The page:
Many cities, such as Singapore, Barcelona, or Vienna, have excellent metro (subway) or bus systems. Singapore’s metro has escalators and air-conditioning. Others are difficult for seniors or the physically-challenged due to long walks and stairs (ex. London and Paris). In some cities, taxis are easy to find and inexpensive (example Abu Dhabi); in others not so. And in Singapore, do not try hailing a taxi on the street, as I did: you and the driver may be fined. There you leave it to the doorman, concierge, or someone with an Uber account. In Africa the bus is usually the way to get from place to place, but the schedule is only a suggestion, and you may find live animals or large items on board. Or, like my then twenty-something son, you may end up holding a seat mate’s child. Ahh, yes; you learn when you travel, and you adapt.
For independent travelers, a good compromise is to hire a local guide, or book a local tour in English. Some local tours are popular and fill up fast, so you need to plan ahead. “Skip the line tours” are wonderful for major sites in high tourist areas, and save your valuable time. Example, Barcelona’s Sagrada Familia, or the Vatican Museum. You can find a variety of tour companies and local tour options on the internet. I find that researching them gives me good ideas for the upcoming trip. One example was an evening with a delicious gourmet dinner in Vienna, followed by a concert at the beautiful Stadt/State Opera House. Another was “dune bashing” and dinner in the desert of the UAE. I even got to ride a camel, but my husband secretly enjoyed the belly dancers best!
Travelling and Your Knees: My Video
Order tickets well in advance for concerts and theater performances. I didn’t do this early enough, and missed the opportunity to attend the ballet in St. Petersburg, Russia. Planning was crucial on a recent trip that included Paris on our own, because some sites, like museums, have days they are closed. Still, I left lots of free time, which allowed us to decide on spur-of-the moment explorations, and time to enjoy siting in outdoor cafes, with a glass of wine, people- watching and soaking in the atmosphere.
Take the Bus
Major cities have hop-on-hop-off tour buses, such as The Big Red Bus, with audio in English. This is a best option when your stay is of limited duration. You see these buses in many of the major cities, and we’ve found them to be an excellent, and less expensive way to get a city overview. Usually we take a tour on the first day, and note places to add to our itinerary. A caution here: the steps to the upper deck are steep to negotiate if you have physical limitations, especially when the bus is moving! Here’s a major concern I hear repeatedly: Isn’t language a problem for travelers abroad? Yes, sometimes. If this concern will cause you stress, taking an organized tour may be best for you.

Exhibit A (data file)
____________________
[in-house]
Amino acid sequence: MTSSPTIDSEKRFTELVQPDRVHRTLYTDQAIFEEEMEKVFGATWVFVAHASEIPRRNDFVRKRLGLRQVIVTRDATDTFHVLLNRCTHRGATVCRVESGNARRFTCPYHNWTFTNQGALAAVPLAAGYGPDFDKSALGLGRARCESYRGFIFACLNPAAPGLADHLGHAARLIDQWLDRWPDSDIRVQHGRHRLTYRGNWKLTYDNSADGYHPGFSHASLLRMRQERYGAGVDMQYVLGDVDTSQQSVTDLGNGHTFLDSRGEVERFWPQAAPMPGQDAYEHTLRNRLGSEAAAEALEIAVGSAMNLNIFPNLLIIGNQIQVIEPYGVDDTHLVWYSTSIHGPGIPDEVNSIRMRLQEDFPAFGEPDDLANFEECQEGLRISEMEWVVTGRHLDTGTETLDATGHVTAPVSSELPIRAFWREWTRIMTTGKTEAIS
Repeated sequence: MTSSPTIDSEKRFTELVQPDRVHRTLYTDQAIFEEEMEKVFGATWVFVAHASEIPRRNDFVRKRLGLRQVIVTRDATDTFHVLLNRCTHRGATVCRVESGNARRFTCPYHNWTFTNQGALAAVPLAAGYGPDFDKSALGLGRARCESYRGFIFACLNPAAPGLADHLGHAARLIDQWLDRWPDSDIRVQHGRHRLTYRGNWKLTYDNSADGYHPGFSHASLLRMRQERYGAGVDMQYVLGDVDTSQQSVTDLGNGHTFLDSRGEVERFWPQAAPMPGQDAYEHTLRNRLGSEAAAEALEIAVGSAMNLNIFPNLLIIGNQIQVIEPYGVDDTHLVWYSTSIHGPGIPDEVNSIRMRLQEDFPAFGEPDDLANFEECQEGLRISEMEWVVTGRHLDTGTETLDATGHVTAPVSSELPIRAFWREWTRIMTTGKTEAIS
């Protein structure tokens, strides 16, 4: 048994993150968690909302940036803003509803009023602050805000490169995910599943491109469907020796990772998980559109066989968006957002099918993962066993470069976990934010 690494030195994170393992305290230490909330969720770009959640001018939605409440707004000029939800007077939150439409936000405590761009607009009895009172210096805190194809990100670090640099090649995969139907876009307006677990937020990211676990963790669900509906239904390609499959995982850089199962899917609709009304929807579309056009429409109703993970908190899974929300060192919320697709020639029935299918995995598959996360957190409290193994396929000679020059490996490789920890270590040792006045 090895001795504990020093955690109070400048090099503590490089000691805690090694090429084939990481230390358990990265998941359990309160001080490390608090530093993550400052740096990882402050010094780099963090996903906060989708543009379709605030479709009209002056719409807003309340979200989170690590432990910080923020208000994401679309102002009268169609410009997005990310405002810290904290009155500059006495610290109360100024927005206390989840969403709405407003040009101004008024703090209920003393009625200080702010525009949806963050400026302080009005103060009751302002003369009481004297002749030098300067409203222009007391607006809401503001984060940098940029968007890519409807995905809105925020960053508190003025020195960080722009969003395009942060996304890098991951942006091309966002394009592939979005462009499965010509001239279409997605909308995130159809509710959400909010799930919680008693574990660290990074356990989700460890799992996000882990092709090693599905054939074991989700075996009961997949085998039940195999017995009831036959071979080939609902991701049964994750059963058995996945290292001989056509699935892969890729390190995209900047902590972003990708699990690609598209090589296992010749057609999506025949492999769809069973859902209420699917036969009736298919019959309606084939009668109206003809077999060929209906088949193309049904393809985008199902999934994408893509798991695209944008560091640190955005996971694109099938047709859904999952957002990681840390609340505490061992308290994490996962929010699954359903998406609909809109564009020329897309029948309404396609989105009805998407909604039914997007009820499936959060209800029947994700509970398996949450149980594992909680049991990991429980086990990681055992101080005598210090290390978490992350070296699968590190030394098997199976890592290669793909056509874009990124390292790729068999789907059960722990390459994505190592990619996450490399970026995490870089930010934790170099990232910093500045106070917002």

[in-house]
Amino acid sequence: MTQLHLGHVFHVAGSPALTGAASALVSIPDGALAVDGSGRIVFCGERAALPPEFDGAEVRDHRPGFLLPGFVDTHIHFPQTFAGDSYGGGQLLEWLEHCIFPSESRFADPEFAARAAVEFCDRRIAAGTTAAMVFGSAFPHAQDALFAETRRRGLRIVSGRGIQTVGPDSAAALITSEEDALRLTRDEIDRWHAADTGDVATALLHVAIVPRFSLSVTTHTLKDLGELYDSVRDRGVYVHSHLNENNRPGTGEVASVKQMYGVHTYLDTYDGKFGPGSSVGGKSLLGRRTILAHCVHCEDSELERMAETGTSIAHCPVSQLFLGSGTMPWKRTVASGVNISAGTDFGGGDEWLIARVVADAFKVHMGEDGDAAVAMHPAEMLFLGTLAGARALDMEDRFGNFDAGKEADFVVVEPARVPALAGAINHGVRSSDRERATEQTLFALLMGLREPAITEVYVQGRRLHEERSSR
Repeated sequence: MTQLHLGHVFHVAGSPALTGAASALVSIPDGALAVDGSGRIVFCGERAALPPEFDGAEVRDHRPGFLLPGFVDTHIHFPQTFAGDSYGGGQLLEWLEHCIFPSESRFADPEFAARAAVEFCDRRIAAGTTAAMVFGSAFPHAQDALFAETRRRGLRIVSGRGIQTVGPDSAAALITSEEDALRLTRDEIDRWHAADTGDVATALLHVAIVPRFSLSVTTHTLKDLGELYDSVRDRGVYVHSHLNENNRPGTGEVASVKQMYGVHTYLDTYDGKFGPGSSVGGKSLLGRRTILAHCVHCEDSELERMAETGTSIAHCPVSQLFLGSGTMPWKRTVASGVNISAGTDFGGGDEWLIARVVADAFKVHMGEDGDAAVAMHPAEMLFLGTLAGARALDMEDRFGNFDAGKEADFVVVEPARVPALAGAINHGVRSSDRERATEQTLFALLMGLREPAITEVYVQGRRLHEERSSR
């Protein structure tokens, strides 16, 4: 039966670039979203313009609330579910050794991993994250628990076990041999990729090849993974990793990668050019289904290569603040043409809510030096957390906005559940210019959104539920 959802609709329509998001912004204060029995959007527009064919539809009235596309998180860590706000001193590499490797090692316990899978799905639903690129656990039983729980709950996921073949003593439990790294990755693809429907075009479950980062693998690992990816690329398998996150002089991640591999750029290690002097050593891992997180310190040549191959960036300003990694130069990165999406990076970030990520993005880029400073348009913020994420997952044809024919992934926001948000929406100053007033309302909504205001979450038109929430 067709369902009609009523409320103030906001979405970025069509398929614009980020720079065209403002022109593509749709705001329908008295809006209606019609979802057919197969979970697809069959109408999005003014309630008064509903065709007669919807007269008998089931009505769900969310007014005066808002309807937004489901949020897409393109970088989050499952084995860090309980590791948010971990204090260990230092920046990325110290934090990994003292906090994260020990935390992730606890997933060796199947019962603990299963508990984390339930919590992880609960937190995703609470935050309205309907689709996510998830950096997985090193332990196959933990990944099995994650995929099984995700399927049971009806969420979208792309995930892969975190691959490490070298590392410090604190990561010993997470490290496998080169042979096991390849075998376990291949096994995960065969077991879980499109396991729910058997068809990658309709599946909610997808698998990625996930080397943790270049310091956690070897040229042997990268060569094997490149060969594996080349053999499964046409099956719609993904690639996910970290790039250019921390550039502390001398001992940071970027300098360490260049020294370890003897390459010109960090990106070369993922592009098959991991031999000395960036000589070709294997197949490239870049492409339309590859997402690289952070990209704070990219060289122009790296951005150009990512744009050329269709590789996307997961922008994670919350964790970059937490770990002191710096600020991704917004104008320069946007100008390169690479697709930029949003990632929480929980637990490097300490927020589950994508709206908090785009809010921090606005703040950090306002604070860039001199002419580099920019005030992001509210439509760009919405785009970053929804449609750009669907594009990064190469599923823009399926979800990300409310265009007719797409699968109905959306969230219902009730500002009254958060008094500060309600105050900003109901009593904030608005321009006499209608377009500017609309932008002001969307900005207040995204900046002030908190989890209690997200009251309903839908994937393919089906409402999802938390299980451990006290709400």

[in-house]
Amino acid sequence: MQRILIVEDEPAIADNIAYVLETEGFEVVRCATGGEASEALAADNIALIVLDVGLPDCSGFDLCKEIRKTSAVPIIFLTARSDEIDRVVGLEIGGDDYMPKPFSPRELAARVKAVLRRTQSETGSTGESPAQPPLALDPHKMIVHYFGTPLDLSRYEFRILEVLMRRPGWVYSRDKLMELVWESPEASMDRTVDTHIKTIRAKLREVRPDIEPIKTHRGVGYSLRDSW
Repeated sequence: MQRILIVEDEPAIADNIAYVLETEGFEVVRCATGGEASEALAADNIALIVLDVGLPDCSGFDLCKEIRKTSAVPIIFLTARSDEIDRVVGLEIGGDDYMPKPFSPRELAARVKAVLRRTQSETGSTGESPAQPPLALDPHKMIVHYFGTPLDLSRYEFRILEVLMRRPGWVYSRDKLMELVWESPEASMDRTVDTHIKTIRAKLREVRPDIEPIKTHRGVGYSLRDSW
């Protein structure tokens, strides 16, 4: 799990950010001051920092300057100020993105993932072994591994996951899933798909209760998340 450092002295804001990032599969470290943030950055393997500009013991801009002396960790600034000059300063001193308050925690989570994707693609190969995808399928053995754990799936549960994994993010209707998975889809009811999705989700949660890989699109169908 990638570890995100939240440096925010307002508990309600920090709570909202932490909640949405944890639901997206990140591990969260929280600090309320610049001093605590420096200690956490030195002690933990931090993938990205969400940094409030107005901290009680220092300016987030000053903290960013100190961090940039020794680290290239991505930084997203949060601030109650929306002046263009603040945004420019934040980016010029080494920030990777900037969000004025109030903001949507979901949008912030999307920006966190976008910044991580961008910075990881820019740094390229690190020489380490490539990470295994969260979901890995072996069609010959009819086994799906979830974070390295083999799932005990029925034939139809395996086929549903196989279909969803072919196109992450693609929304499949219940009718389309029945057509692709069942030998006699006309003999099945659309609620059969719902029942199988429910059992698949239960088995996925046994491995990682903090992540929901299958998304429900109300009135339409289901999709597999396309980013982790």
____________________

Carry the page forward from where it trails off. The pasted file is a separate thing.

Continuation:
While people speak English in cities and tourist areas, English speakers are harder to find when you get “off the beaten track”. However, even in China, Myanmar, and the interior of Turkey, we have been able to communicate – sometimes through gestures. Still, you need a spirit of adventure to tackle thispossibility.
How far does your courage go before the stress turns to anxiety and frustration? Travel is always stressful, but too much stress can ruin a trip, so know your comfort level and plan accordingly. Or do you like road or theme trips? Two of my baseball-loving grandsons are working on attending a game in every major league stadium by the time they are 20. That includes lots of road trips. Can your knees handle long periods sitting in a car?
If not, maybe a train or plane trip, where you can get up and stretch is a better option. When we take road trips we make sure to limit our daily driving, take stretch breaks for our knees and backs, explore interesting places we come across, and drink lots of water.
Drinking sufficient water is vital no matter how or where you travel! Buy bottled, especially in South America, Africa, India, or third world countries. Buy from a store. Trust me, you don’t want to experience “Montezuma’s Revenge”, and a local hospital is not a place most of us want to visit! Personally, we enjoy all styles of travel. Sometimes I like to research and plan, and sometimes even make a daily itinerary.
Regardless of how you travel, there are a few critical things to remember:
Is your id or passport valid? Remember: passports must be valid for 6 months past your travel dates. Have you made arrangements for airlines, and transport to the airport? Do you have enough of your medications? Pack extra meds, and your medical devices. What about emergency and cancellation insurances? We’ve had to use both insurances in the past; hopefully you won’t. Requesting a wheelchair, even if you are mobile, makes getting around large, complex airports, and through security easier. Check the recent TSA regulations. Have your doctor ok your health for travel and ask about recommended immunizations and medical precautions.
In other words, PLAN AHEAD!
The X10 Meta-Blog
We call it a “Meta-Blog” because we step back and give you a broad perspective on all aspects of knee health. We explore surgery and recovery and such subjects as ‘travelling and your knees’.
In this one-of-a-kind blog we gather together great thinkers, doers, writers related to Knee Surgery, Recovery, Preparation, Care, Success and Failure. Meet physical therapists, coaches, surgeons, patients, and as many smart people as we can gather to create useful articles for you. Whether you have a surgery upcoming, in the rear-view mirror, or just want to take care of your knees to avoid surgery, you should find some value here. Executive Editor: PJ Ewing (firstname.lastname@example.org)